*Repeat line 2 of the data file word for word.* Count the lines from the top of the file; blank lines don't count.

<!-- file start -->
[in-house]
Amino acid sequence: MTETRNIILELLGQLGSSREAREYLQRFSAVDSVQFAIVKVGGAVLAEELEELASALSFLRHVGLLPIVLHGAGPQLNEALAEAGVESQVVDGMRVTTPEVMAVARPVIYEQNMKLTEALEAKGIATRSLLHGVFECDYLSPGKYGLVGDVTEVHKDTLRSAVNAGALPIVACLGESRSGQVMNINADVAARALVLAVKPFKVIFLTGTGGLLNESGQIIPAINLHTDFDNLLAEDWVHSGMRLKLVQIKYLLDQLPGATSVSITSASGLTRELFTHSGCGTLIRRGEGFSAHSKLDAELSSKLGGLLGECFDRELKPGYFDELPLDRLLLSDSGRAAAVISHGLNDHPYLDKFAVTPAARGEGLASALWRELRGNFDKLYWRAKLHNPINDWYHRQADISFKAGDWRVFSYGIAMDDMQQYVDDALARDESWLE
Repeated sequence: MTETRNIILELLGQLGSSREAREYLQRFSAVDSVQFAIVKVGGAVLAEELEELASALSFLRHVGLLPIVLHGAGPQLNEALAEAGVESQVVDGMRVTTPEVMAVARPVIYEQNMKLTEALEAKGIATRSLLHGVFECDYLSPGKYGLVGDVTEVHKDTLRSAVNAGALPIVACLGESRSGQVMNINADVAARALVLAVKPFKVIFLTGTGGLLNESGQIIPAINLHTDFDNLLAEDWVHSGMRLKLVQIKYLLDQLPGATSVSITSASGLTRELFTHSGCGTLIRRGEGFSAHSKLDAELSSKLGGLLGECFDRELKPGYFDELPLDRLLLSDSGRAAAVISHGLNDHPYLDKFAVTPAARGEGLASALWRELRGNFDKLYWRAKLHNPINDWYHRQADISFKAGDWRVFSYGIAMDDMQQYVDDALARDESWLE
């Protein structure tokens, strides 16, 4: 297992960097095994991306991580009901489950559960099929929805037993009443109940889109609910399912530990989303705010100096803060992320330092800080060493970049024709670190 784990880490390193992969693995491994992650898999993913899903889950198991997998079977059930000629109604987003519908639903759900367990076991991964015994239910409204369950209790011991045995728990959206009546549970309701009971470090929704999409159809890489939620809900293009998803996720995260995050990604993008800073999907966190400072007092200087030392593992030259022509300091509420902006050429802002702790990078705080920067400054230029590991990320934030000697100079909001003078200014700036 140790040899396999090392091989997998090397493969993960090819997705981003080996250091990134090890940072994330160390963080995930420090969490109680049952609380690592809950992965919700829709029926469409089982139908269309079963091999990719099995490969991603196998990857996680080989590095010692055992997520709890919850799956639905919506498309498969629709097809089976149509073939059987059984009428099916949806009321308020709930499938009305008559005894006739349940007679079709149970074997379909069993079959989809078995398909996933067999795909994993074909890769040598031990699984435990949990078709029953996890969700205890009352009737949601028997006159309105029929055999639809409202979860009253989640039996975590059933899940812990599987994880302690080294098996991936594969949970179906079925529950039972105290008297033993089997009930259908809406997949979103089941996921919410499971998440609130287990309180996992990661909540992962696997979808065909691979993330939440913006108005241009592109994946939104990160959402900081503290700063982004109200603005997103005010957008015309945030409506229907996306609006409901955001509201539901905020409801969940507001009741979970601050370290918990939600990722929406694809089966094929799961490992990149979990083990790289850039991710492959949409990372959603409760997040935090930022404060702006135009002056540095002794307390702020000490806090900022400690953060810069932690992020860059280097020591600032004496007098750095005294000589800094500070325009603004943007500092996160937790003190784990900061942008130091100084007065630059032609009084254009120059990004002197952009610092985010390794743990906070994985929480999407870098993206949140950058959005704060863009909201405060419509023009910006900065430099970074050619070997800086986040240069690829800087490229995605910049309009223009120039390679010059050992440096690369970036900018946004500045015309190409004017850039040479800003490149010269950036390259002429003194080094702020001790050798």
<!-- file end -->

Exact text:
Amino acid sequence: MTETRNIILELLGQLGSSREAREYLQRFSAVDSVQFAIVKVGGAVLAEELEELASALSFLRHVGLLPIVLHGAGPQLNEALAEAGVESQVVDGMRVTTPEVMAVARPVIYEQNMKLTEALEAKGIATRSLLHGVFECDYLSPGKYGLVGDVTEVHKDTLRSAVNAGALPIVACLGESRSGQVMNINADVAARALVLAVKPFKVIFLTGTGGLLNESGQIIPAINLHTDFDNLLAEDWVHSGMRLKLVQIKYLLDQLPGATSVSITSASGLTRELFTHSGCGTLIRRGEGFSAHSKLDAELSSKLGGLLGECFDRELKPGYFDELPLDRLLLSDSGRAAAVISHGLNDHPYLDKFAVTPAARGEGLASALWRELRGNFDKLYWRAKLHNPINDWYHRQADISFKAGDWRVFSYGIAMDDMQQYVDDALARDESWLE